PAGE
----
Virginia General Assembly
|Virginia General Assembly|
|2013 session start:||January 11, 2012|
|Website:||Official Legislature Page|
|Senate President:||Walter Stosch (R)|
|House Speaker:||William J. Howell (R)|
|Majority Leader:|| Thomas Norment (R) (Senate),|
Morgan Griffith (R) (House)
|Minority leader:|| Dick Saslaw (D) (Senate),|
Ward Armstrong (D) (House)
|Members:||40 (Senate), 100 (House)|
|Length of term:||4 years (Senate), 2 years (House)|
|Authority:||Art IV, Virginia Constitution|
|Salary:||$17,640/year + per diem|
|Last Election:||November 7, 2009 100 seats (House)|
|Next election:||November 8, 2011 |
40 seats (Senate)
100 seats (House)
|Redistricting:||Virginia Legislature has control|
The General Assembly is a bicameral body consisting of a lower house, the Virginia House of Delegates, with 100 members, and an upper house, the Virginia State Senate, with 40 members. The House of Delegates is presided over by a Speaker of the House, while the Senate of Virginia is presided over by the Lieutenant Governor of Virginia. The House and Senate each elect a clerk and sergeant-at-arms. Unlike the United States Senate, the Senate of Virginia's clerk is known as the "Clerk of the Senate", instead of the title "Secretary of the Senate" used in the U.S. Senate.
The General Assembly meets in Virginia's capital, Richmond. When sitting in Richmond, the General Assembly holds sessions in the Virginia State Capitol, designed by Thomas Jefferson in 1788 and expanded in 1904. The building was renovated in 2005-2006. Senators and Delegates have their offices in the General Assembly Building across the street directly north of the Capitol. The Governor of Virginia lives across the street directly east of the Capitol in the Virginia Governor's Mansion.
The Virginia General Assembly is the oldest legislative body in the Western Hemisphere. It previously met in Jamestown, Virginia from 1619 until 1699, when it moved to [Williamsburg, Virginia and met in the colonial Capitol. The government was moved to Richmond in 1780 during the administration of Governor Thomas Jefferson, and the General Assembly has met there ever since.
Article IV of the Virginia Constitution establishes when the General Assembly is to be in session. Section 6 of Article IV states that the General Assembly is to convene annually on the second Wednesday in January. In even-numbered years, regular sessions are limited to sixty days. In odd-numbered years, regular sessions are limited to thirty days. Section 6 allows the General Assembly to extend its regular sessions by thirty days if two-thirds of each house vote to extend the session.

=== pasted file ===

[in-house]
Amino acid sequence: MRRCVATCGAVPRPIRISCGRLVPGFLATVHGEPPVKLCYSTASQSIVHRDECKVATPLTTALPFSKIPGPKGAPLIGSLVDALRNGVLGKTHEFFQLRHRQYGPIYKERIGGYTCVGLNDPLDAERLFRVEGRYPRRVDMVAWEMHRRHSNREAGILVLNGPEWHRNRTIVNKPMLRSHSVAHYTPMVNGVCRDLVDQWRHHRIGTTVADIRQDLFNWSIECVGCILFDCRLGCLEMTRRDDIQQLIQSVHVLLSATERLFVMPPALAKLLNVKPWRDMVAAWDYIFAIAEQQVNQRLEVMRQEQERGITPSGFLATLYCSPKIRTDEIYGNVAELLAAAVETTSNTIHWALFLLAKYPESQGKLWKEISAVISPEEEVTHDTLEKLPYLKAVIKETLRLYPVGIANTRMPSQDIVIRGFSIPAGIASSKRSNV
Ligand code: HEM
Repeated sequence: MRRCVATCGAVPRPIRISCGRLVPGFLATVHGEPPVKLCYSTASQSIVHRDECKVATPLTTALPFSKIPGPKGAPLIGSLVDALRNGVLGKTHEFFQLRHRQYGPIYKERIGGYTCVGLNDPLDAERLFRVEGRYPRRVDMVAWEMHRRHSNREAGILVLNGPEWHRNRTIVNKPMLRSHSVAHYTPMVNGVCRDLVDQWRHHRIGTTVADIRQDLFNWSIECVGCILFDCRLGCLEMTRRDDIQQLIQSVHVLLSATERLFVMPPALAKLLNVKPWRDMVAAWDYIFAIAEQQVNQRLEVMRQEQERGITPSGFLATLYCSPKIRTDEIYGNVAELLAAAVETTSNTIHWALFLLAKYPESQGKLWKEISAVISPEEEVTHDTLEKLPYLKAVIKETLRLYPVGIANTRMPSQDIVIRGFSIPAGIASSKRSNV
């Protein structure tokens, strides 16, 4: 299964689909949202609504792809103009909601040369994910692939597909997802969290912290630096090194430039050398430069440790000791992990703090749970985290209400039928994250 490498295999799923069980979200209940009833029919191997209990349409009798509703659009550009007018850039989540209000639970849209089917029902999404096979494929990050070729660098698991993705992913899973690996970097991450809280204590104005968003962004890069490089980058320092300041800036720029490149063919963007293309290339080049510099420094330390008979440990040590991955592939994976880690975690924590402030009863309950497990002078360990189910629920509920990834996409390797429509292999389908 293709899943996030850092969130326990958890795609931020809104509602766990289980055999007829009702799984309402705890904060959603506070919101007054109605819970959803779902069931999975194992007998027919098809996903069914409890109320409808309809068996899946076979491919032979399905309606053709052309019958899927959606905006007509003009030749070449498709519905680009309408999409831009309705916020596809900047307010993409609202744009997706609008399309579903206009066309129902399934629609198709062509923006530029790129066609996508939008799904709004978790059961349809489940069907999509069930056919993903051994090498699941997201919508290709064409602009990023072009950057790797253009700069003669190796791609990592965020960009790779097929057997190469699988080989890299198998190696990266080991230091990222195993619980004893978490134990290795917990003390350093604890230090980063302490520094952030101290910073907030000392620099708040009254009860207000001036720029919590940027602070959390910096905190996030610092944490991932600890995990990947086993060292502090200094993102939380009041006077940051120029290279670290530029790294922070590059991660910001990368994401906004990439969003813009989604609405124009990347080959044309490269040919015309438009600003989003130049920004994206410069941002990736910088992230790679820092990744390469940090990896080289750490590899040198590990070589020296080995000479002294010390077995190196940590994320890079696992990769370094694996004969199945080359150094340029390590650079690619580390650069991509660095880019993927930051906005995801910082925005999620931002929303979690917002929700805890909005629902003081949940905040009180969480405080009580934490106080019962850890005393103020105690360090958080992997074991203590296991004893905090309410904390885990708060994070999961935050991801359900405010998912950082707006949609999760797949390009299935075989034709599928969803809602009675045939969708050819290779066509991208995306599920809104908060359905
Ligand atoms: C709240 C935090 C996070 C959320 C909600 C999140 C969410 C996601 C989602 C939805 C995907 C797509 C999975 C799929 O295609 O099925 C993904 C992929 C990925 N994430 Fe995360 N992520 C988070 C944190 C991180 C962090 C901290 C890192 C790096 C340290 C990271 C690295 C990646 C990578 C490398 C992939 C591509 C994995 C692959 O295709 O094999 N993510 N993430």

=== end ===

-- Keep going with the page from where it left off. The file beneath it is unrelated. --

Section 6 allows the Governor of Virginia to convene special sessions of the General Assembly. Section 6 also allows for a special session to be called when it is requested by two-thirds of the members of each house.
- See also: Dates of 2012 state legislative sessions
In 2012, the General Assembly was in regular session from January 11 through March 10.
With the Senate tied 20-20, control of the chamber will be a major issue. Republicans, using the tie-breaking vote of Lieutenant Governor Bill Bolling, claim control of the chamber, but Democrats are challenging in court. The General Assembly will take up Governor Bob McDonnell's proposed $85 billion budget, job creation, economic development, and a proposal to end the 30-year-old moratorium on uranium mining.
- See also: Dates of 2011 state legislative sessions
In 2011, the Legislature was in regular session from January 12 through February 27. On February 27, a special redistricting session was convened. A reconvened session will begin on April 6 at 12 p.m. to consider any Governor's amendments and/or vetoes to legislation passed by the General Assembly. This is the only business that can occur during the reconvened session. 
A second special session convened June 9 and lasted through July 29. The session was called to elect judges to the state Supreme Court and the Court of Appeals.
- See also: Dates of 2010 state legislative sessions
The Senate of Virginia is the upper house of the Virginia General Assembly. It is composed of 40 Senators and is presided over by the Lieutenant Governor of Virginia. Prior to Independence, the other part of government was represented by the Governor's Council, a upper house made up of executive counselors appointed by the Governor as advisers. Each member represents an average of 200,026 residents, as of the 2010 Census. After the 2000 Census, each member represented 176,963.